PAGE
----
My oldest son, Ben just got home from working with one of his best buds, doing some grass-cutting and working on building a rock wall. He walked in, and as he passed through the living room where Garrett and I were sitting, he chuckled as he stripped off his sweaty shirt, and said “I almost died today, I’ll tell you about it in a minute”……….
His friend Zach was doing the driving this time, in his “new used” Ford Ranger he got yesterday.
They were driving on a rather busy section of road that goes toward a congested shopping area, when Ben noticed Zach seemed to be going a little fast, but he said he didn’t think too much about it, since he was just getting used to the feel of the truck…….but then he noticed that Zach was quickly looking down at the instrument panel, up at the road, back down at the instrument panel, back up at the roead……and then Zach very calmly said:
Uum, I don’t want to freak you out or anything, but my accelerator is stuck”.
They were on a bridge at that moment.
Ben said he unbuckled his seat belt and reached down and tried to pull up on the accelerator, but it didn’t move. (Zach had both feet on the brake trying to reign it in). Zach asked “where is the flasher button on this thing?” Since Garrett drives a Ranger, Ben knew where the switch was, and just reached over and turned them on. By this time they were approaching the first traffic light at a normally rather congested intersection as it is the first entrance to the mall and the WalMart, Target, and other shopping, with a Wawa and Patient First on the other side. Ben said he told Zach to get into the right lane, and said “as soon as you get at that turn, put the truck into neutral”, which Zach did, and was then able to get the truck stopped, though the engine roared, and then Zach was able to cut the engine! Zach called his Dad, who came and they took the truck over to the dealership to have the problem addressed.
Wow! I am proud of them both for keeping their calm under pressure, and thankful the Lord gave them that presence of mind to do the right things. Had things gone differently, people could have been gravely harmed or killed. People always get angry when “senseless tragedy” occurs, but how often do we stop and consider that without our ever even knowing it, God intervenes to avert tragedy before it can happen. Those in other vehicles near them never even knew they were in any danger, but it could have ended badly. The truck was up near 60 mph at one point.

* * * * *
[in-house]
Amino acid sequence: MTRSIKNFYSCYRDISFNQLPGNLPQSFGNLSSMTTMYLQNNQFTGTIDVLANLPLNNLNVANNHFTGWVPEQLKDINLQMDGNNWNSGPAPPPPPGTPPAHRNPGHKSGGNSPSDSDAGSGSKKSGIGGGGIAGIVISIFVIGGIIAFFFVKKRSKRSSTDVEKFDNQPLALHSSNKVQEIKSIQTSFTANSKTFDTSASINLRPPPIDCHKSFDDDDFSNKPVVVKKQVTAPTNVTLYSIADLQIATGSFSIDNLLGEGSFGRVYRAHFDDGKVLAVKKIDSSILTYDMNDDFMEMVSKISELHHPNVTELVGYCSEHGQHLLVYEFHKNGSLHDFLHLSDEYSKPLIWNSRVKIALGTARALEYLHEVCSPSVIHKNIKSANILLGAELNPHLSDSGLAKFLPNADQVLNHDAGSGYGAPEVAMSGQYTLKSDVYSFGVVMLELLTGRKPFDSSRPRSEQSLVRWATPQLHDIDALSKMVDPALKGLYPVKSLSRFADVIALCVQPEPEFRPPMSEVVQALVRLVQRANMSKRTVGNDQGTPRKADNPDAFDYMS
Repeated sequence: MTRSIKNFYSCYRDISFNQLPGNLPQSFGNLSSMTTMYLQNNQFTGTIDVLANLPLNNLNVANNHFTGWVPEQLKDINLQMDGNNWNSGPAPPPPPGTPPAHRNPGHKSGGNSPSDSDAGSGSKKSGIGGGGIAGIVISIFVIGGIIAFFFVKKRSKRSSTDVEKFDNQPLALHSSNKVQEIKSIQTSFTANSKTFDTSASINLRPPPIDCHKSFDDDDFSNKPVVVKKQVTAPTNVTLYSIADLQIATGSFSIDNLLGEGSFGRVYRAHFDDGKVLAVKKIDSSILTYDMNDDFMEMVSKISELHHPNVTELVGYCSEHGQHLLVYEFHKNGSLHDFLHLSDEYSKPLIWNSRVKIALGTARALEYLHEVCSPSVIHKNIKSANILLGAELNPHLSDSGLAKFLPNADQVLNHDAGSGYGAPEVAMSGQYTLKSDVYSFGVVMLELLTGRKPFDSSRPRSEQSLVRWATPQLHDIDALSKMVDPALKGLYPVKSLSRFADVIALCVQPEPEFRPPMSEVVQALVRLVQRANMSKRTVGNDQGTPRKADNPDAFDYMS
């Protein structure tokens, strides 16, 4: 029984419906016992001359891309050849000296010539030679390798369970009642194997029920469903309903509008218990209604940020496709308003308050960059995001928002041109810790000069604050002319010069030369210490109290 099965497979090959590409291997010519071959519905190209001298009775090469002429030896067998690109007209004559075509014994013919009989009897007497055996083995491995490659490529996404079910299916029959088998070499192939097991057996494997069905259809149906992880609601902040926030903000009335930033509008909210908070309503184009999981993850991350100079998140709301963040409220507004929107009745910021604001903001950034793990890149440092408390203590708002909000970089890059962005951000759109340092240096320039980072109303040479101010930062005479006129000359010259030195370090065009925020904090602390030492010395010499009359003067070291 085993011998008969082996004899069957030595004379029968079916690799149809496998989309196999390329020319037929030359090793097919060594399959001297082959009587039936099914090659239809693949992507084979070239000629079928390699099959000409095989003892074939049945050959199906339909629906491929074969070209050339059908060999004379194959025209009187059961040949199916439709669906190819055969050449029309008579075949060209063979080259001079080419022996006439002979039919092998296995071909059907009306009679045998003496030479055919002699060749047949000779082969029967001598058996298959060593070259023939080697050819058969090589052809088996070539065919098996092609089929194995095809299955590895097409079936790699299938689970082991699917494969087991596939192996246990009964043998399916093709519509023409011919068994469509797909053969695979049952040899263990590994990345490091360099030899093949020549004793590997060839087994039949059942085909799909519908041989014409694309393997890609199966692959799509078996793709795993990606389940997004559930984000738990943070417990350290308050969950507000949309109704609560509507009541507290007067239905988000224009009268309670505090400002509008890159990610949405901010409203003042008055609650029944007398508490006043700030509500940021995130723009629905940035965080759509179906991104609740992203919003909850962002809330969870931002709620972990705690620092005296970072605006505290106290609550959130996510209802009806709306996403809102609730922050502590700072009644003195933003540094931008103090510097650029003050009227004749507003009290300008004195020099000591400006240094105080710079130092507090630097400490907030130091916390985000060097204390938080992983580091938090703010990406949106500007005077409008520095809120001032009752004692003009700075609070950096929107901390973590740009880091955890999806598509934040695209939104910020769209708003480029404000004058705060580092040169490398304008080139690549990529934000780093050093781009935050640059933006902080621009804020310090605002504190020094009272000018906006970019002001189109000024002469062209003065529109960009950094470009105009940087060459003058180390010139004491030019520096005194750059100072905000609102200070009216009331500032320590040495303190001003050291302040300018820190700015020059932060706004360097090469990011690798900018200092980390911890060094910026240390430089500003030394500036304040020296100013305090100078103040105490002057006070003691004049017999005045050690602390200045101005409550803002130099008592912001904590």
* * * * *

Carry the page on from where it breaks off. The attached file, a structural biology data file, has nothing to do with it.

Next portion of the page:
Both of these rising seniors plan military careers. Ben wants to be a flight medic. Zach will do great in special ops in the infantry, which is his goal. Cool under pressure! Perhaps it is a foreshadowing. I can see Zach running straight into the fray, and Ben going in to carry out the hero, lol. It is truly a blessing when God gives your kids good friends.
I just wanted to give thanks to the Lord for keeping these two guys safe!
Ben laughs as he also tells us what sorts of things ran through his head:
“Ok, we should just go into the median, wait, no if we do that we might wreck, then we might die….call 911, maybe the police can get in front of us and stop us with his car?”
I remember when a child we were babysitting fell down our basement stairs because she was curious about what was behind the (basement) door and when Garrett went to open it and show her, he never dreamed she would try to walk “into” the basement the way you walk into a room. The kid never heard of a basement. I was in our room when I heard the thuds and Garrett’s shouts and even while one part of my brain knew exactly what happened, there was a part of my brain that I distinctly remember wanted to postpone actually walking to that hallway and see how bad this was going to be. Yet I was instantly on my feet and running there.
I have read that when we face an emergency like that, the reason it feels like everything happens in slow motion, is that our brain essentially goes into warp-drive and processes exponentially faster than it does under normal circumstances. All our resources are routed toward the immediate danger.
It is gratifying when our kids pass a “real life” test, isn’t it? Whew!